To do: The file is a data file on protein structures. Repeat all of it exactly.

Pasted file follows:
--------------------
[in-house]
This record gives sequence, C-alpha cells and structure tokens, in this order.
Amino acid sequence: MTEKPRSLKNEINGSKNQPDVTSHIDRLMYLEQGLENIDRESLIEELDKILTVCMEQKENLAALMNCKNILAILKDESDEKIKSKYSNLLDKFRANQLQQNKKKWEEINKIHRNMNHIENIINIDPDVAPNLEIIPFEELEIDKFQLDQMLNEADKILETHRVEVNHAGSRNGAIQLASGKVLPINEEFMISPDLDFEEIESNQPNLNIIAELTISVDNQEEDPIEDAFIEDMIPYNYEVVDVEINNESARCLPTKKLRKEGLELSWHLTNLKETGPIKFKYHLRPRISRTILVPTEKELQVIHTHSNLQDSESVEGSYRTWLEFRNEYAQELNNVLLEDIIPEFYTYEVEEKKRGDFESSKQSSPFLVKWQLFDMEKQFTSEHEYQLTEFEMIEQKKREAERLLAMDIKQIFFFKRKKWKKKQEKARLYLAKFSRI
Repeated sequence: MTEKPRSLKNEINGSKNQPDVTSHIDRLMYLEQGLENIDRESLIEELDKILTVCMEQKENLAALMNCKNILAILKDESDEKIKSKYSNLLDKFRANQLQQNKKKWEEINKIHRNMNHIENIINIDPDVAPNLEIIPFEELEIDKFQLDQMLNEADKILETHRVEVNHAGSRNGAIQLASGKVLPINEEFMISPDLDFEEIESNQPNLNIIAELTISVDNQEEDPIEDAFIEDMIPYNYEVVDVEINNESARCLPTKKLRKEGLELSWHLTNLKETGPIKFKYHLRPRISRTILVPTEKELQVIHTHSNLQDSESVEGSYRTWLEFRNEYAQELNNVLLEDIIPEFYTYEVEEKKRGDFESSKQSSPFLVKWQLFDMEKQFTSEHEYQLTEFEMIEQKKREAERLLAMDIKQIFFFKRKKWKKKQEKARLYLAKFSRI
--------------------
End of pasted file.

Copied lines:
[in-house]
This record gives sequence, C-alpha cells and structure tokens, in this order.
Amino acid sequence: MTEKPRSLKNEINGSKNQPDVTSHIDRLMYLEQGLENIDRESLIEELDKILTVCMEQKENLAALMNCKNILAILKDESDEKIKSKYSNLLDKFRANQLQQNKKKWEEINKIHRNMNHIENIINIDPDVAPNLEIIPFEELEIDKFQLDQMLNEADKILETHRVEVNHAGSRNGAIQLASGKVLPINEEFMISPDLDFEEIESNQPNLNIIAELTISVDNQEEDPIEDAFIEDMIPYNYEVVDVEINNESARCLPTKKLRKEGLELSWHLTNLKETGPIKFKYHLRPRISRTILVPTEKELQVIHTHSNLQDSESVEGSYRTWLEFRNEYAQELNNVLLEDIIPEFYTYEVEEKKRGDFESSKQSSPFLVKWQLFDMEKQFTSEHEYQLTEFEMIEQKKREAERLLAMDIKQIFFFKRKKWKKKQEKARLYLAKFSRI
Repeated sequence: MTEKPRSLKNEINGSKNQPDVTSHIDRLMYLEQGLENIDRESLIEELDKILTVCMEQKENLAALMNCKNILAILKDESDEKIKSKYSNLLDKFRANQLQQNKKKWEEINKIHRNMNHIENIINIDPDVAPNLEIIPFEELEIDKFQLDQMLNEADKILETHRVEVNHAGSRNGAIQLASGKVLPINEEFMISPDLDFEEIESNQPNLNIIAELTISVDNQEEDPIEDAFIEDMIPYNYEVVDVEINNESARCLPTKKLRKEGLELSWHLTNLKETGPIKFKYHLRPRISRTILVPTEKELQVIHTHSNLQDSESVEGSYRTWLEFRNEYAQELNNVLLEDIIPEFYTYEVEEKKRGDFESSKQSSPFLVKWQLFDMEKQFTSEHEYQLTEFEMIEQKKREAERLLAMDIKQIFFFKRKKWKKKQEKARLYLAKFSRI